Working Paper No. 820

Firm Growth, Institutions and Structural Transformation

Published: January 7, 2010, revised April 2010Pages: 60Keywords: Entrepreneurship; Firm growth; Gazelles; High-growth firms; High-impact firms; Institutions; Job creation; Rapidly growing firmsJEL-codes: D21; L25; M13; O10; O40

Firm Growth, Institutions and Structural Transformation Magnus Henrekson and Dan Johansson

This essay argues that the economic contribution of certain firms – be they small, young or rapidly growing – has to be understood in a broader context of creative destruction. Growth of some firms requires contraction and exit of some other firms to free up resources that can be reallocated to expanding firms. Entry and expansion are flip sides to exit and contraction and the process through which the factors of production are put into different use defines structural transformation. We analyze institutions and policies conducive to structural transformation, in particular the expansion of high-growth firms (HGFs), since they have empirically been shown to contribute disproportionately to economic development.

Firm growth is viewed as resulting from the continuous discovery and use of productive knowledge. Rapid firm growth requires a set of economic actors with complementary competencies that work together to identify and commercialize novel business ideas. The institutional framework determines the incentives for these individuals to acquire and utilize knowledge. We identify a number of institutions that encourage the creation of HGFs and promote structural transformation. In particular, our analysis points to the key roles played by tax structures, labor market regulation, and the contestability of service markets. Even in advanced economies, there is a large untapped economic potential which can be unleashed by institutional changes, such as the opening up of closed markets for entrepreneurial competition. However, there is no “quick-fix” that will boost the frequency of HGFs and structural transformation. Our analysis suggests that policymakers need to adopt a broad approach and implement a wide array of complementary institutional reforms to increase the prevalence of HGFs and to facilitate structural transformation.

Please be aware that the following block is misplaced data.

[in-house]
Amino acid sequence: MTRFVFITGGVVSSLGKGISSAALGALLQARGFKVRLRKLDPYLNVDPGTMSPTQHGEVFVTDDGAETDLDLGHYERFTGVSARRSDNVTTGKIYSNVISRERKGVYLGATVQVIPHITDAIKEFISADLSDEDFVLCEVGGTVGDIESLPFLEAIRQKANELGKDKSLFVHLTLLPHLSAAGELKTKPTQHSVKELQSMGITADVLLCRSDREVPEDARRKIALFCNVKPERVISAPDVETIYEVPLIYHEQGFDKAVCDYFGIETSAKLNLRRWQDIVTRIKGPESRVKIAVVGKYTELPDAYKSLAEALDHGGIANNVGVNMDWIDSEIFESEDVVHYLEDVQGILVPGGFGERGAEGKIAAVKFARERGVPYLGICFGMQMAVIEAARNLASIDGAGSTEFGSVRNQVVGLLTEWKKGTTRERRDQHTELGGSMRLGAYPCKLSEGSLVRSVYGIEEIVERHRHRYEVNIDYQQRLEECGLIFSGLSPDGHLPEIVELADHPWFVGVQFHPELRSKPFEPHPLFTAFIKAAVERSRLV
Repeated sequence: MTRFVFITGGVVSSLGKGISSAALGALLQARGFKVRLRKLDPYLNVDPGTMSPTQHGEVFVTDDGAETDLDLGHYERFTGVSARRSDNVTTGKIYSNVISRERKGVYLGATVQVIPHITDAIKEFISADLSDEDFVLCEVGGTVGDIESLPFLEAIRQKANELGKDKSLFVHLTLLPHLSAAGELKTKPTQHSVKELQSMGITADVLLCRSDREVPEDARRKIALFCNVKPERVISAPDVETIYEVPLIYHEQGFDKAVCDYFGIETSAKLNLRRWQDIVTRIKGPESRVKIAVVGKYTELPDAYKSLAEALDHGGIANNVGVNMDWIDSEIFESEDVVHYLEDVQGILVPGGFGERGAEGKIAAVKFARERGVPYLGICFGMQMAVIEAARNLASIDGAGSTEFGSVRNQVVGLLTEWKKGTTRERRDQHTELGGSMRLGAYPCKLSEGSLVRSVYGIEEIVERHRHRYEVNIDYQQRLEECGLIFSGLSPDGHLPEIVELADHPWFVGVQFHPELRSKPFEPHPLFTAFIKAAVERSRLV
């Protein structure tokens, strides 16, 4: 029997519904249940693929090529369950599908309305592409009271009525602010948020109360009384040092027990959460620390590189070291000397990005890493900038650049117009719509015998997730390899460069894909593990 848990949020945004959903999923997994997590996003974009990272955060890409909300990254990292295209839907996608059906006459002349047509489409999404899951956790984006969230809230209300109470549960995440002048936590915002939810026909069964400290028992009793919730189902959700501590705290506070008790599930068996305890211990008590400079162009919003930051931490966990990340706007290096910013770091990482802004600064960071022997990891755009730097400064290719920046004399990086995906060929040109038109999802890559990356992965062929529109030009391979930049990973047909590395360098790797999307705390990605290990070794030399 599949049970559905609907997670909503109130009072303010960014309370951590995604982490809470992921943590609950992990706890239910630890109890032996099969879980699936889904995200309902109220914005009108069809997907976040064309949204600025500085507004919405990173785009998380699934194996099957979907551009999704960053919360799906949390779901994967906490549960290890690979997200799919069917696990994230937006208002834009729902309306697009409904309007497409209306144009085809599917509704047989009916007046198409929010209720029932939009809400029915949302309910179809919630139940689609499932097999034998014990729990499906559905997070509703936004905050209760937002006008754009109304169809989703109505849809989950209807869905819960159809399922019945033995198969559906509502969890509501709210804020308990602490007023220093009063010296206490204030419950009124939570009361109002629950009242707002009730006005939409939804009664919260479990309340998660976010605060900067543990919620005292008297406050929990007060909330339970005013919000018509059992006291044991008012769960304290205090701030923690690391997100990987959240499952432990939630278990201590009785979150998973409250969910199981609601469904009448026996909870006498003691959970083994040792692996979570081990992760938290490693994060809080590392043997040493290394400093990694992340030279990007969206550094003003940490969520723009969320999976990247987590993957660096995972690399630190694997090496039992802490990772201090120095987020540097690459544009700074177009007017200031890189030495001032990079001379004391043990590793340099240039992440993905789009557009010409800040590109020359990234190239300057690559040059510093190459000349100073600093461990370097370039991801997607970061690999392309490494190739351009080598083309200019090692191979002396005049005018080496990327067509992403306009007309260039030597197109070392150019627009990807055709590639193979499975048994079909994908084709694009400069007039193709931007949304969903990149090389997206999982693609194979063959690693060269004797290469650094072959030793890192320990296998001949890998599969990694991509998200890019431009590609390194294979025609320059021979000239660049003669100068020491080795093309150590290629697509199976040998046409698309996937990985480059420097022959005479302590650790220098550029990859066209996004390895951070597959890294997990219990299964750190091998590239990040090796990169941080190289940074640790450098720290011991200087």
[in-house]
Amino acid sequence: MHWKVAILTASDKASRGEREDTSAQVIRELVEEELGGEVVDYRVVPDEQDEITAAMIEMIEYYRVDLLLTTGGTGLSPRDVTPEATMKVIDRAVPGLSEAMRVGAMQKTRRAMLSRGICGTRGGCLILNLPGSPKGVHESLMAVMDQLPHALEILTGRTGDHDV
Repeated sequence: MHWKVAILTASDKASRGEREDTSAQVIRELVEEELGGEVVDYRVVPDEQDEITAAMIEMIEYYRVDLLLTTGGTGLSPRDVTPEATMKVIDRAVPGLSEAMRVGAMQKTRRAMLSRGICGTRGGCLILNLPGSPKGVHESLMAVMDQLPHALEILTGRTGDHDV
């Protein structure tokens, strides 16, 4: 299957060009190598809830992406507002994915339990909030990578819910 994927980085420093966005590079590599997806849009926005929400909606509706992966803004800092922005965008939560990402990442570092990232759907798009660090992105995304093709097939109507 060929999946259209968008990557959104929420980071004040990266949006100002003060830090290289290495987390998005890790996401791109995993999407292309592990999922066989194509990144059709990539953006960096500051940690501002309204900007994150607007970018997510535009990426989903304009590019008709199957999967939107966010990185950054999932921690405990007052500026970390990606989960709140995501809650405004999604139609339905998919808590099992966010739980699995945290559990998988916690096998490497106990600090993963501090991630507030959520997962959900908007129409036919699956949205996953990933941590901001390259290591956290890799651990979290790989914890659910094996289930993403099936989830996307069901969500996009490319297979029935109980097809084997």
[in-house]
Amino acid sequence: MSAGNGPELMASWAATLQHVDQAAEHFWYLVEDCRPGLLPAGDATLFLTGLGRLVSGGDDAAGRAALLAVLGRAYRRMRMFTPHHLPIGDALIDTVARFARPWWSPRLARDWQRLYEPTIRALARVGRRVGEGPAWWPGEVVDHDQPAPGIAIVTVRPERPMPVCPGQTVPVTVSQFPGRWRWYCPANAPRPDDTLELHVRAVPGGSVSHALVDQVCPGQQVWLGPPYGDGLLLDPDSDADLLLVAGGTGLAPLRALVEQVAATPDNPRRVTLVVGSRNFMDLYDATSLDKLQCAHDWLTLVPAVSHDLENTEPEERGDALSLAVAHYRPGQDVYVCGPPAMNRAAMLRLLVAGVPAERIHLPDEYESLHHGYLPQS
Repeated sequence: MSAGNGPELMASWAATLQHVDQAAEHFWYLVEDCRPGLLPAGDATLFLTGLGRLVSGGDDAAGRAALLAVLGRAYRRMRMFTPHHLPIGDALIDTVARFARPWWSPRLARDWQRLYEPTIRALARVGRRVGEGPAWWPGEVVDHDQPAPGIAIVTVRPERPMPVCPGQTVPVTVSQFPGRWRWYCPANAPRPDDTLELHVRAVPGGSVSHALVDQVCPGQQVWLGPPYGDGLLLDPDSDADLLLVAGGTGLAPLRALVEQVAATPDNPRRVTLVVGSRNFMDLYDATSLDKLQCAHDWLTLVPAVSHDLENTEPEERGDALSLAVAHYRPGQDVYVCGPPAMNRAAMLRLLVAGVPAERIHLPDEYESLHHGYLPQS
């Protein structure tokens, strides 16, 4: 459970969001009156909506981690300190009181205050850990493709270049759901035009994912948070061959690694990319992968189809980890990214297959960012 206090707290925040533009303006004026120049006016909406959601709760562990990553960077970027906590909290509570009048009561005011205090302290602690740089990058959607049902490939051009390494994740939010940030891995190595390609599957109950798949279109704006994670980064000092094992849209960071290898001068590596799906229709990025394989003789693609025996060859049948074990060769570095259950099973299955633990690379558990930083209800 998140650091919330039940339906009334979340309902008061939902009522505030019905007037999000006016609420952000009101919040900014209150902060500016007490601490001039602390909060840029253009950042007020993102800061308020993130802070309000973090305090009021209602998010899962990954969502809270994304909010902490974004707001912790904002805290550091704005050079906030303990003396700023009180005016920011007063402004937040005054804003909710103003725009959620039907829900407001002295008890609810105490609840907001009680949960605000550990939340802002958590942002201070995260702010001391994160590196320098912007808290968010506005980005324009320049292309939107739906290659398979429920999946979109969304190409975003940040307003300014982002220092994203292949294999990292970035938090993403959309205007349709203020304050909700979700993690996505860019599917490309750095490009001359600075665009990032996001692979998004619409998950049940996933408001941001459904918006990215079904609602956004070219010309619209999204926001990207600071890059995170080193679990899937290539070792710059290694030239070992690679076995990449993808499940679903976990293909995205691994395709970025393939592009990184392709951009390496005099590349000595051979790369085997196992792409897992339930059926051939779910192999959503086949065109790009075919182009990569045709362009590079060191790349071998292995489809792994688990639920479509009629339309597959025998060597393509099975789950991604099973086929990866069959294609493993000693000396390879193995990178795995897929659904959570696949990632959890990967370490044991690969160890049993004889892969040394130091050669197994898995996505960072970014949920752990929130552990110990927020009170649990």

Magnus Henrekson


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Sick of Inequality?

An Introduction to the Relationship between Inequality and Health

Sick of Inequality.jpg

In this book Andreas Bergh, Therese Nilsson, IFN and Lund University, and Daniel Waldenström, IFN and Paris School of Economics, France, review the latest research on the relationship between inequality and health. What does inequality mean for our health? Does increasing income inequality affect outcomes such as obesity, life expectancy and subjective well-being?


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